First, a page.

Theme Of Prejudice In The Outsiders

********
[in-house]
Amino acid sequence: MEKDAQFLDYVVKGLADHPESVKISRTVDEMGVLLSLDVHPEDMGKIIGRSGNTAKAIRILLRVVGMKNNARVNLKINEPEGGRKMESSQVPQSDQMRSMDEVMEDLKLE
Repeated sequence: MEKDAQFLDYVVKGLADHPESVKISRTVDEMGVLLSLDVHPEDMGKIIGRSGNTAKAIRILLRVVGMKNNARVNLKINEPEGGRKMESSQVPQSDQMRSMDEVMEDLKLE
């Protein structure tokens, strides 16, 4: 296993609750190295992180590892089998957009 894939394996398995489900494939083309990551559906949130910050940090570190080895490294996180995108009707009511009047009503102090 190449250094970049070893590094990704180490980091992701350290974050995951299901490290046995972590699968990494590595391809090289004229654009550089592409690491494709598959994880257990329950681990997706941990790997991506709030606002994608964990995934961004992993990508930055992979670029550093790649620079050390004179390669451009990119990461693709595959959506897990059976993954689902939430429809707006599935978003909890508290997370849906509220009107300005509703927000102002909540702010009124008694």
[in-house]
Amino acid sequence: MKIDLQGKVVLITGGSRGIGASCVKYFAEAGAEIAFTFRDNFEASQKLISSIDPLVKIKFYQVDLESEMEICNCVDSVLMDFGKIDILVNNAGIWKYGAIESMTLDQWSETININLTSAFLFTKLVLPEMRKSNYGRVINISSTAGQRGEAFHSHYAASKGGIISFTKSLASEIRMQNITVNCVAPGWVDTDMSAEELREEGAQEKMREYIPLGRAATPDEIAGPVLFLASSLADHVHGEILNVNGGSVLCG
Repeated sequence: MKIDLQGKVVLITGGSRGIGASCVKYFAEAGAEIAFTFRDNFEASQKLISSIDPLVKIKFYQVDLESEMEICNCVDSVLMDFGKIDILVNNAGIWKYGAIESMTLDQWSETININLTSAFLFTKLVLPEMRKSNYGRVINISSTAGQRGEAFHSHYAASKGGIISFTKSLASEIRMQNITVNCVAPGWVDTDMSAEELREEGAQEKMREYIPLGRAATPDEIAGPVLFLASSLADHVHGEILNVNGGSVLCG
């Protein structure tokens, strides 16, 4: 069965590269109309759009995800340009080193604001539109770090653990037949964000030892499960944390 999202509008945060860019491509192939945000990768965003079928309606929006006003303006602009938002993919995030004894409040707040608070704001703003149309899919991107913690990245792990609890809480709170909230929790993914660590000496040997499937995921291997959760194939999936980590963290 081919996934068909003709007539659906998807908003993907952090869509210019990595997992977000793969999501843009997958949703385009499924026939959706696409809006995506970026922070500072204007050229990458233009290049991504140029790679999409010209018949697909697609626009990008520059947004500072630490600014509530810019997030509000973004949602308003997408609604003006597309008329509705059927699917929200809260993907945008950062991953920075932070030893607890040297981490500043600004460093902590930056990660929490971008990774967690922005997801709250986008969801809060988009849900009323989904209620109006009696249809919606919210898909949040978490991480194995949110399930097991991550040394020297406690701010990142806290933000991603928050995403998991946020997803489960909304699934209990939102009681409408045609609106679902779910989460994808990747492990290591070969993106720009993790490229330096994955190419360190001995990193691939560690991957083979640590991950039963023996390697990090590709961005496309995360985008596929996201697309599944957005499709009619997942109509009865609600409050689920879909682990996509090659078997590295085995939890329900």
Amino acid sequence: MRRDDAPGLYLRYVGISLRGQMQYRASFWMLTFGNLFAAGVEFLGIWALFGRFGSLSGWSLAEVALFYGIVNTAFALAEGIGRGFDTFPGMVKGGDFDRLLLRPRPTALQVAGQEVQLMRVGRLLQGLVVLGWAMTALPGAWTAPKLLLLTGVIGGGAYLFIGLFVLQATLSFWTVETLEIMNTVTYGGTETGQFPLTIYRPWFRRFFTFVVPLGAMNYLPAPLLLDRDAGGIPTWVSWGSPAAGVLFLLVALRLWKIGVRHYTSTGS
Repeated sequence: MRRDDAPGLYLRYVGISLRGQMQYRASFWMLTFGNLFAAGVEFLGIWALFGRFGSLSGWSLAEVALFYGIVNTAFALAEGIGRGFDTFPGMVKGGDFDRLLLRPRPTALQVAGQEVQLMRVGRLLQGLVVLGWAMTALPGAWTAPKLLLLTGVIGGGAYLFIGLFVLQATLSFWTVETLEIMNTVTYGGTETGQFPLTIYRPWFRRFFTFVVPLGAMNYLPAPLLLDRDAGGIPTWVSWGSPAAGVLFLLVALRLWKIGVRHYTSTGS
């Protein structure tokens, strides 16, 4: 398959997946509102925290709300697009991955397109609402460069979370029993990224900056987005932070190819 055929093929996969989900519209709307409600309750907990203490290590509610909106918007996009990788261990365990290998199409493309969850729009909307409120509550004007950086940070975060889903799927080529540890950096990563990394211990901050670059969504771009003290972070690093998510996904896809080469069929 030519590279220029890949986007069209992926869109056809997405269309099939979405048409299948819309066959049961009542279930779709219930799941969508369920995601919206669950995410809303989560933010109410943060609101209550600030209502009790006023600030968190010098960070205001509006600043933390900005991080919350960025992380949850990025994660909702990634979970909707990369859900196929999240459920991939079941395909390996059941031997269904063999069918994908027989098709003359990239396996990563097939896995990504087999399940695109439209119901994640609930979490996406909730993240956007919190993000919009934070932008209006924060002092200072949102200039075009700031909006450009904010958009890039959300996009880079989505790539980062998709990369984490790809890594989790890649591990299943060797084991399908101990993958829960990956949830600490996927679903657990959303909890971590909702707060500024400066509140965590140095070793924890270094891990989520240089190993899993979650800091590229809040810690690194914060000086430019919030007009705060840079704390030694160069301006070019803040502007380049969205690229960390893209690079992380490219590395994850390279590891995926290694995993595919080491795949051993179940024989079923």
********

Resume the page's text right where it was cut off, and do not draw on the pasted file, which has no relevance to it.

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Were you ever panicked at the thought of poking your nose outside your home? Have you ever dwelled in a city in which you must live every second of your life amalgamated with a gang to survive, linked, to stroll the streets with no hint of unease? Strangers and passersbys walk past you, they know nothing of your numerous struggles, the hardships you’ve faced, your endeavor to survive everyday, but their decision is already made. They have made their harsh judgment concerning you, although, they hardly know who you really are beyond your appearance and your surface. In the novel: The Outsiders, written by the deft and skillful S.E Hinton, we are given an insight on life as an outsider through realistic and symbolic characters. Many poignant themes are highlighted throughout the composition, however, prejudice and generalization in society, the importance of brotherhood, and the priority of being street smart, are the most prominent themes, they piece the story together, portraying and describing the daily struggles of an outsider. Prejudice and generalization in society is one of the many preeminent themes displayed in The Outsiders, owing to the fact that it features all along in the novel through a prolific number of the character’s words and actions. The novel is set in Tulsa, Oklahoma, in which constant warfare between two gangs monopolize, afflict, and oppress the district. On one specific side (east) are the Greasers, specifically distinguished by the abundant grease

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